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Oracle® Fusion Middleware Administrator's Guide for Oracle Unified Directory
11g Release 2 (11.1.2)

Part Number E22648-05
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7 Understanding the Oracle Unified Directory Indexing Model

Like a book index, Oracle Unified Directory indexes speed up searches by associating search strings with the contents of a directory.

This chapter describes the various index types and the way in which searches are evaluated and includes the following sections:

For information about configuring indexes, see Section 17.7, "Indexing Directory Data".

7.1 Overview of Indexes

Oracle Unified Directory uses indexes to speed up search operations by associating lookup information with Oracle Unified Directory entries. Each search operation includes a search key that specifies the entries to return. During a search operation the server uses the index to find entries that match the search key. If indexes are not configured, then the server must check every entry in a suffix to locate potential matches for the search key.

Navigating through all entries in the directory is resource-intensive, especially for large directories. In addition, unindexed searches might not be allowed to non-privileged users. For more information about assigning privilege for unindexed search, see Chapter 10, "Understanding Root Users and the Privilege Subsystem." To make searches more efficient, you can configure indexes to correspond to the searches that clients need to perform.

This section contains the following topics:

7.1.1 What is an Index?

An index is a mechanism used by the Directory Server database to efficiently find entries matching the search criteria. An index maps a search key to an ID list, which is a set of entry IDs for the entries that match that index key.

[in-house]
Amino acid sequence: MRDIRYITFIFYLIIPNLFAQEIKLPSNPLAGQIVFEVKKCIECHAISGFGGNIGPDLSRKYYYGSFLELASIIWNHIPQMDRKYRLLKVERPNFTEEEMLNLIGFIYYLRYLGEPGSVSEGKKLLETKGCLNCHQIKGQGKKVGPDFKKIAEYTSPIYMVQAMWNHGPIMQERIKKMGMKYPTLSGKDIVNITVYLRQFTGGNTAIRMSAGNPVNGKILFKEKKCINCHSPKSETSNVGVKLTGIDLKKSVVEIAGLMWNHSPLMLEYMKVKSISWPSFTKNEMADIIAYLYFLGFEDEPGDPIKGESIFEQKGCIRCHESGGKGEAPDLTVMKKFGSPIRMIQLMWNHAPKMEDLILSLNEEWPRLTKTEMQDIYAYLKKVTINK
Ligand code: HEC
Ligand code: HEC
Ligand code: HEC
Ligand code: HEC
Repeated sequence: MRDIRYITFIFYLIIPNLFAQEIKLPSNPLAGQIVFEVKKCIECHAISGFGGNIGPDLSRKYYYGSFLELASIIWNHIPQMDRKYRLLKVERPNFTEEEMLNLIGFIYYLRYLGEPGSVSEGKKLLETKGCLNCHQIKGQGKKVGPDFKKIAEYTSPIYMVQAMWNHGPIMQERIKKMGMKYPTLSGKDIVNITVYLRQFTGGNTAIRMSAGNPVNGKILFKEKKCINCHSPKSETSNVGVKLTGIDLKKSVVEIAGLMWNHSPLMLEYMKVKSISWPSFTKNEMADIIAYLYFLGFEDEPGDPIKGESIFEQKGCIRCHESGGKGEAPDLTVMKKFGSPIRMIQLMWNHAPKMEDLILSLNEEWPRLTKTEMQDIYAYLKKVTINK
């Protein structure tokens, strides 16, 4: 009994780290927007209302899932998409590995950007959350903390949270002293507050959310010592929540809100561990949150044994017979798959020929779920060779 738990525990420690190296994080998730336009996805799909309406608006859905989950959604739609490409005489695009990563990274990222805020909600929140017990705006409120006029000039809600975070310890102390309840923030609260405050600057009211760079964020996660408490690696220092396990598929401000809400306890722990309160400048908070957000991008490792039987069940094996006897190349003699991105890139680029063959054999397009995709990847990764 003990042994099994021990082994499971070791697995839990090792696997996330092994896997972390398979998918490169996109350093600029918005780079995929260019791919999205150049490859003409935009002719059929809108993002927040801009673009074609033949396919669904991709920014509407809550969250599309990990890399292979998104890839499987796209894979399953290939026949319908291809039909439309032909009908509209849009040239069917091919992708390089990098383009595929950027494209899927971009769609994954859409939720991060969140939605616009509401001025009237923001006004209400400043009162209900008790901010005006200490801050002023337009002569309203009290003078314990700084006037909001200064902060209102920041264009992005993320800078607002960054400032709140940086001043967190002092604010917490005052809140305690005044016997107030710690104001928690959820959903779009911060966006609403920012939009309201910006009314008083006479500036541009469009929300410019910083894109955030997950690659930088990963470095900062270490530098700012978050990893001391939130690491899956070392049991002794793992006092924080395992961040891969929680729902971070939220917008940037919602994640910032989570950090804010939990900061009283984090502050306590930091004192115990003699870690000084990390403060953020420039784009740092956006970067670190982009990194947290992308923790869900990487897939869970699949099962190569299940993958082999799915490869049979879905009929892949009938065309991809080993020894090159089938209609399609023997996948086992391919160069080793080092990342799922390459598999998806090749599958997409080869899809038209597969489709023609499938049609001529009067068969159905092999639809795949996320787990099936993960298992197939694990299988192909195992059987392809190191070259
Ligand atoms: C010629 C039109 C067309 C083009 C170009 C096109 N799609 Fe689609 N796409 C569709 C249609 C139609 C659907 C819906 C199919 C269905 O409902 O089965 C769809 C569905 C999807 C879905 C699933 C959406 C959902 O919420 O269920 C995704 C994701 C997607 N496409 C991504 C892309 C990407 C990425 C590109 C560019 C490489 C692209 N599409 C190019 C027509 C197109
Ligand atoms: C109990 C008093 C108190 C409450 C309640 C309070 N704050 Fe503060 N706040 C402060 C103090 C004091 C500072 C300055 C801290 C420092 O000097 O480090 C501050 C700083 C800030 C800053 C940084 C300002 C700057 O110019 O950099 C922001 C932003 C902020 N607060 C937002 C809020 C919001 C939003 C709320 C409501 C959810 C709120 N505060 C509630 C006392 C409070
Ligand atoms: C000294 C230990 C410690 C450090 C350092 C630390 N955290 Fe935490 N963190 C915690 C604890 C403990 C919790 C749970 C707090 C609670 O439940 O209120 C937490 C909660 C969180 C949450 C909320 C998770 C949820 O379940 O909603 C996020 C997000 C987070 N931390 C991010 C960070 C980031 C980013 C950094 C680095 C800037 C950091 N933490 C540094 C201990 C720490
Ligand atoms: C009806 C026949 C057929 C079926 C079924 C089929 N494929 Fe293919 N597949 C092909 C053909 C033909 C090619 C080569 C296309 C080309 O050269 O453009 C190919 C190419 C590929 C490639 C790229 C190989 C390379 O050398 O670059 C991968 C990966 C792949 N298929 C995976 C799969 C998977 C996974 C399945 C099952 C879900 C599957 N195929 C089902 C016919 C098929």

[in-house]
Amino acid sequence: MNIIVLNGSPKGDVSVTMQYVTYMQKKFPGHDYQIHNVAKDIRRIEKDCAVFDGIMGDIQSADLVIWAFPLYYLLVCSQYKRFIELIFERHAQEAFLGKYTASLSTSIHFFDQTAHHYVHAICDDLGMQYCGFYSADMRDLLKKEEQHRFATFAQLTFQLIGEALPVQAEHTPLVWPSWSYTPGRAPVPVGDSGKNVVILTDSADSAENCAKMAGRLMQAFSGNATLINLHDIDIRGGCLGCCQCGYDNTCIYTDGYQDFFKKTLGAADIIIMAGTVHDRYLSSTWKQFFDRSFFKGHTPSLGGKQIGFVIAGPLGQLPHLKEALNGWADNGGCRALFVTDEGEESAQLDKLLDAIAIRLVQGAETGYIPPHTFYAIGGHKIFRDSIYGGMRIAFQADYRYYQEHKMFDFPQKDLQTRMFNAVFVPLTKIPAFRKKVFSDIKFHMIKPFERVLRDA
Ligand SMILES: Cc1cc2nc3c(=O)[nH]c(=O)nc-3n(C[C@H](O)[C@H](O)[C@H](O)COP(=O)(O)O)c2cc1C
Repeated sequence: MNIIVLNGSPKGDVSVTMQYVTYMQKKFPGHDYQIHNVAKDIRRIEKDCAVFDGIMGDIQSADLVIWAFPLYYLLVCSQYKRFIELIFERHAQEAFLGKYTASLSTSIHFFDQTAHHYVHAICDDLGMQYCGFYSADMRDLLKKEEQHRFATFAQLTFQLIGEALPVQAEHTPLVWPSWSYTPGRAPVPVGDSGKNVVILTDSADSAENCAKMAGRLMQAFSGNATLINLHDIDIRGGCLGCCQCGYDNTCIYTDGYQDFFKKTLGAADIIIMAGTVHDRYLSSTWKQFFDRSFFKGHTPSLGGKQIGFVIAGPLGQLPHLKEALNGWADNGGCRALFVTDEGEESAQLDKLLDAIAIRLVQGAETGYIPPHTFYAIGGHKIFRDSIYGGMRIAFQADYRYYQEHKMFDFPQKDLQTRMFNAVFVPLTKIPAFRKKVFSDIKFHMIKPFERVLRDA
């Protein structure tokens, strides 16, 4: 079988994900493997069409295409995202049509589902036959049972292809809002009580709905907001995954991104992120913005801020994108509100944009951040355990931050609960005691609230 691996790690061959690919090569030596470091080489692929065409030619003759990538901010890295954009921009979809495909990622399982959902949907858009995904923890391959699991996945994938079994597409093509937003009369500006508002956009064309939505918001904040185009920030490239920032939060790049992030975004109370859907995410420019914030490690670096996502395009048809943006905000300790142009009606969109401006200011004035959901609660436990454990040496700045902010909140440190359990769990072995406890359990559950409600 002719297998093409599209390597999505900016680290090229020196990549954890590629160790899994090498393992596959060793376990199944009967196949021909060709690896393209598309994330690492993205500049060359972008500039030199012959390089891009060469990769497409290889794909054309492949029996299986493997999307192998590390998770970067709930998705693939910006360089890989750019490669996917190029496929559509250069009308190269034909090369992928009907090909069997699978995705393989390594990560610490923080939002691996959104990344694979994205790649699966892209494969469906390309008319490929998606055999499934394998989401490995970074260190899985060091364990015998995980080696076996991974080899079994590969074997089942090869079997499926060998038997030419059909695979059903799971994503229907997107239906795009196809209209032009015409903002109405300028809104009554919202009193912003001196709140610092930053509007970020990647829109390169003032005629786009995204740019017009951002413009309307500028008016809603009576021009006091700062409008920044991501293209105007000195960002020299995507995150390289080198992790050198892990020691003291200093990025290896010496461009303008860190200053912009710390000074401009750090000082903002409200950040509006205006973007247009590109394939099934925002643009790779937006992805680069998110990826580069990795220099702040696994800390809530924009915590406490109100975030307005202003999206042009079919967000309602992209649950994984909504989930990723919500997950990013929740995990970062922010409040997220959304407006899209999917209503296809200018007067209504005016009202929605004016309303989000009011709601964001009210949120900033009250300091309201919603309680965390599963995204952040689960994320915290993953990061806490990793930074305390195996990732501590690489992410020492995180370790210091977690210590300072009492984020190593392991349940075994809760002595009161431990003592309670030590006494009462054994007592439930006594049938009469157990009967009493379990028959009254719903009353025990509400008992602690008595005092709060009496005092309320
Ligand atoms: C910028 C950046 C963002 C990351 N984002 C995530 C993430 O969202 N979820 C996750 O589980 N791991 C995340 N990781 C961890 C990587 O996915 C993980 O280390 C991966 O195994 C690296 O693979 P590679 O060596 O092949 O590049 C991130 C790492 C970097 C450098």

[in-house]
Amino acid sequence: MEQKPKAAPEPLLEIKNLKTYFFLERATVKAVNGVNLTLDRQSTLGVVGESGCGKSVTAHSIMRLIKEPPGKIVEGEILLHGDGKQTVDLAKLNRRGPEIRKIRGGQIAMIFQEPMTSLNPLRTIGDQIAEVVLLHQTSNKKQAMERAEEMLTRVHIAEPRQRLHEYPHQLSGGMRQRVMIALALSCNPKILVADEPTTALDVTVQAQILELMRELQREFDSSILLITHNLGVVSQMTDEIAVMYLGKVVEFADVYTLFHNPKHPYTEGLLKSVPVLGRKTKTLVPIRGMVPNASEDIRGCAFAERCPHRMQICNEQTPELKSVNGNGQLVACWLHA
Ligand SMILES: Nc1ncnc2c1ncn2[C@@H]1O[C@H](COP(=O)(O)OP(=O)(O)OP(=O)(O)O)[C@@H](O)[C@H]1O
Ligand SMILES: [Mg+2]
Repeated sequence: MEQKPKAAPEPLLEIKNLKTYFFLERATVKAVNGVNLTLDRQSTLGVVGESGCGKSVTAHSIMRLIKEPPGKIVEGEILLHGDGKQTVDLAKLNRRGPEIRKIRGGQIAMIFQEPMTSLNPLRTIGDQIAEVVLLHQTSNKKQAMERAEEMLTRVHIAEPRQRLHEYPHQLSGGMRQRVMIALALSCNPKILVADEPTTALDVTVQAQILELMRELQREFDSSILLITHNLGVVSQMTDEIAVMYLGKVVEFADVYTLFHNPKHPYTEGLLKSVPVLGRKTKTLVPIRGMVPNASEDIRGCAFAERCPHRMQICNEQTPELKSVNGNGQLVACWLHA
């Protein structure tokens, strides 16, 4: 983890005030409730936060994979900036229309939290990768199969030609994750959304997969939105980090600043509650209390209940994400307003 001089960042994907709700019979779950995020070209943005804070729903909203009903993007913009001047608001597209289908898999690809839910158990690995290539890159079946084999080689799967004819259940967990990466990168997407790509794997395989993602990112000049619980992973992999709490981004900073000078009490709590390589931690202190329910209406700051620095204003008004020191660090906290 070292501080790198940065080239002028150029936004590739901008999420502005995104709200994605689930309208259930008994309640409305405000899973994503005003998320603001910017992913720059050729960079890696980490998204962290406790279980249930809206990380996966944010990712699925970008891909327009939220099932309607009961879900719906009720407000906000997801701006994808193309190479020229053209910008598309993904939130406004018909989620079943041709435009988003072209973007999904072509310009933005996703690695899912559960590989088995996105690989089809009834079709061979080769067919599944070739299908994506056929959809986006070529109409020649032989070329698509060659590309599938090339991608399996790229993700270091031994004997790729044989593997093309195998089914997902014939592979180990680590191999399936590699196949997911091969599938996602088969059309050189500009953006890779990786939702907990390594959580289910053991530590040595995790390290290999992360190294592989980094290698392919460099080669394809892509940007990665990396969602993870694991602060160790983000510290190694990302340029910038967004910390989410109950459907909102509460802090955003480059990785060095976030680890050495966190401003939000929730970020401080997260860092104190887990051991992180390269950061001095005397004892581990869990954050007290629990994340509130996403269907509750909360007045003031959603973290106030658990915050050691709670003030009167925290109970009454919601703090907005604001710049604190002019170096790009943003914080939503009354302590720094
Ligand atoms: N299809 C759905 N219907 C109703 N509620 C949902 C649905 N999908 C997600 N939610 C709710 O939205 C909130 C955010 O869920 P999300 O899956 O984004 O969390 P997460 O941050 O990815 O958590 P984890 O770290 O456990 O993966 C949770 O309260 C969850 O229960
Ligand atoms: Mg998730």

7.1.2 Understanding the Importance of Indexing

  • The most efficient methodology to improve search operations against the directory server is to configure indexes, combined with defining an index entry limit on search results.

  • An index stores the values of specified attributes for an entry without storing any other detail about the entry. This saves space and makes search faster by organizing the index around that attribute. If you perform a search on an attribute that has been indexed, Oracle Unified Directory quickly locates the index for the entries that meet the search criteria.

7.2 Index Types

Oracle Unified Directory supports the following index types:

7.2.1 Approximate Indexes

An approximate index is used to match values that sound like the values that are provided in the search filter. The purpose of an approximate index is to locate entries that match values similar to the search filter. For example, an approximate index on the cn attribute allows client applications to locate entries even when the names are misspelled.

7.2.2 Equality Indexes

An equality index identifies which entries are exactly equal to the value that is provided in a search filter. An equality index can only be maintained for attributes that have a corresponding equality matching rule.

7.2.3 Ordering Indexes